The Red Sox kicked off their season in the Bronx with a three-game series
against the Yankees. The opening series was a contrast to Boston's 2004
American League Championship Series win over New York, though. The Red Sox
dropped two of three and went on to lose five of their first eight games in
2005. Starters Curt Schilling and David Wells made trips to the disabled
list as Boston stumbled to one-game above .500 by the month's end.
May was a tale of two teams. Boston cruised to a 9-2 record to start the month
and then went 7-10 the rest of the way. On May 26, Toronto completed a sweep
of the Red Sox at Rogers Centre and Boston fell a season-low five games
out of first place. A bright spot in the month came when the Red Sox took
two of three from the Yankees in New York. It was the second series win in a
row against the Bronx Bombers.
Boston's Interleague schedule provided a much-needed boost in June. The Red
Sox won three series, including two sweeps, against National League
opponents. A sweep on the road against Philadelphia capped off a seven-game
winning streak, and Boston overtook Baltimore for first place in the AL East
on June 24. During one stretch, the Red Sox won 12 of 13 and they finished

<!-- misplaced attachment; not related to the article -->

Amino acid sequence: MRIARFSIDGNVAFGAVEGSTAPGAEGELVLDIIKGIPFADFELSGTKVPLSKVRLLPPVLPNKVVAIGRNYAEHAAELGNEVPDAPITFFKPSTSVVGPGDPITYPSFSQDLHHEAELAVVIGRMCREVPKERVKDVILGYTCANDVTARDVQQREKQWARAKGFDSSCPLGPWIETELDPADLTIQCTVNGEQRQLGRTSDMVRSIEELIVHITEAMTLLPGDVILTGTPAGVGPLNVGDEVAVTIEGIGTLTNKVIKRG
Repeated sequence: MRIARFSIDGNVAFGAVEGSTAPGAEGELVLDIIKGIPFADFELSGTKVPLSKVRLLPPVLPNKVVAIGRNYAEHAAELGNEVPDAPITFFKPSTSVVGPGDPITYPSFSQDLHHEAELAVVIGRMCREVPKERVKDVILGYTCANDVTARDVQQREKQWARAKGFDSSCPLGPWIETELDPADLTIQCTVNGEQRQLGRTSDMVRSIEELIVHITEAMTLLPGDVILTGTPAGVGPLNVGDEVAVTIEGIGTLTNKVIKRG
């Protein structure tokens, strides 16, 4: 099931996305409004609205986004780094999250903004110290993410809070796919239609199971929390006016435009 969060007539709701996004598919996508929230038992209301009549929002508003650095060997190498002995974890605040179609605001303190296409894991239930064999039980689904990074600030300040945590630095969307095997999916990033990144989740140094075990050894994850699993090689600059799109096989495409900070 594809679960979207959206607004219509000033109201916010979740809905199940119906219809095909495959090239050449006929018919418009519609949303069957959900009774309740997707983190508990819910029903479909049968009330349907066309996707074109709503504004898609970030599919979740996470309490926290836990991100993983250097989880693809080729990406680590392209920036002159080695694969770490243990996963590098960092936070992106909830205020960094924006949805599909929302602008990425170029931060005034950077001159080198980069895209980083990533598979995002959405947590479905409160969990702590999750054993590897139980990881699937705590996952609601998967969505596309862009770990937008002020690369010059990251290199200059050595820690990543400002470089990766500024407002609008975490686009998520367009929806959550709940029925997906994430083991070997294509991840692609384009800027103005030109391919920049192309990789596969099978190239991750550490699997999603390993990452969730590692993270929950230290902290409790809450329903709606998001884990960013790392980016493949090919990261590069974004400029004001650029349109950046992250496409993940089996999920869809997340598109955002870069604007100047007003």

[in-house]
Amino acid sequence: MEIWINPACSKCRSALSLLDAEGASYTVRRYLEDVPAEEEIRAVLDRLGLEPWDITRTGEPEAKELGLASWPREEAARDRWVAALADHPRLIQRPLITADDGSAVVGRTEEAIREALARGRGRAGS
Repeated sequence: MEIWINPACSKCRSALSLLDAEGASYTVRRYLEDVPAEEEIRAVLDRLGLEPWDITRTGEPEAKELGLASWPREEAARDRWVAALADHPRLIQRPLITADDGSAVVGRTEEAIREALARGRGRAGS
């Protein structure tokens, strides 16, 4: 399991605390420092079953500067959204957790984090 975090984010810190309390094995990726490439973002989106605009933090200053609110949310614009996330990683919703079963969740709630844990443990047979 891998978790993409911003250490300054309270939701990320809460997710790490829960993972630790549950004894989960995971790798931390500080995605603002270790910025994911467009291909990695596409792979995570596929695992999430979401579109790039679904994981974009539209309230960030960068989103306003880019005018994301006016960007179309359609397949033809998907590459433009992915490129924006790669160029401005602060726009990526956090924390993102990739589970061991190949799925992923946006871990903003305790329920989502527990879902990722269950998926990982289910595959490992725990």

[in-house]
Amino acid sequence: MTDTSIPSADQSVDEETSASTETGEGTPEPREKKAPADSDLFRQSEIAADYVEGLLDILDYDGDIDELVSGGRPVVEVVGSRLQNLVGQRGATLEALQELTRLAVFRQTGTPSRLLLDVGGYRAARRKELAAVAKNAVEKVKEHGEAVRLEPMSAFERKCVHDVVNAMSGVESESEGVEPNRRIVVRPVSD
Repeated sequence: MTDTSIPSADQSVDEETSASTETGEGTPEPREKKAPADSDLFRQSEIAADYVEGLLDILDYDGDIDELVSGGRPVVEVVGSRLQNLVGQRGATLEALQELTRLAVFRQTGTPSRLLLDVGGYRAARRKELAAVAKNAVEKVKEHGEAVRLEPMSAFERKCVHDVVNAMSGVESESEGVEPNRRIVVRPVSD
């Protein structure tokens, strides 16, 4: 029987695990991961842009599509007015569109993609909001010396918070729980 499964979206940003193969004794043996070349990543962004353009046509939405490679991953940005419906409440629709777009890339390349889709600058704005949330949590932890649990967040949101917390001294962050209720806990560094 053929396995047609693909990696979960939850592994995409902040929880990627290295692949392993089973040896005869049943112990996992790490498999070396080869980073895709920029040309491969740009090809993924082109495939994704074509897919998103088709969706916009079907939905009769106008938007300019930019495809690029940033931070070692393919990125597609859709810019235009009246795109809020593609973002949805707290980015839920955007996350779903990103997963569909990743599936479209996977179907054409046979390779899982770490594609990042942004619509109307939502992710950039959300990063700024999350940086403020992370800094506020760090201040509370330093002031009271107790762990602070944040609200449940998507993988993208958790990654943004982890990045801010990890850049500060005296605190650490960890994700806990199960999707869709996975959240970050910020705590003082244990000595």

12-6 in Interleague play.
A pile of injuries tested Boston's limits in July. Fresh off their best
month of the season, the Red Sox saw Trot Nixon, Mark Bellhorn, Matt Mantei,
Gabe Kapler and Keith Foulke all make trips to the disabled list. Boston
struggled early and dropped three straight series, including dropping three
of four against the Orioles and Yankees. Boston went 5-9 to start the month,
but recovered by posting a 9-4 record the rest of the way. Schilling
returned to the team, but as a member of the bullpen.
Boston carried its late-July surge into August and put together an
eight-game winning streak. The Sox won 10 of 13 to start the month. After
completing a sweep of Texas on Aug. 10, Boston climbed a season-high 5 1/2
games ahead of the East's second-place club. Fenway Park was especially
friendly in August. Boston went 13-1 at home and manaaged sweeps over the
Rangers, Royals and Devil Rays in Beantown.
On Sept. 6, David Ortiz crushed a walk-off homer against the Angels and
Boston owner John Henry presented the slugger with a plaque that named him
the "Greatest Clutch Hitter" in Red Sox history. As many game-deciding hits
as Ortiz had this year, though, Boston couldn't keep the Yankees from
climbing back into the playoff hunt. Boston dropped two of three against New
York early in the month and the Yankees overtook first place on Sept. 21 --
snapping Boston's near three-month hold on the East. The division race
between the Red Sox and Yankees was the tightest it had been since 1978, but
Boston managed to escape with a late playoff berth by clinching the Wild Card on the final day of the season.
Jordan Bastian is a contributor to MLB.com. This story was not subject to the approval of Major League Baseball or its clubs.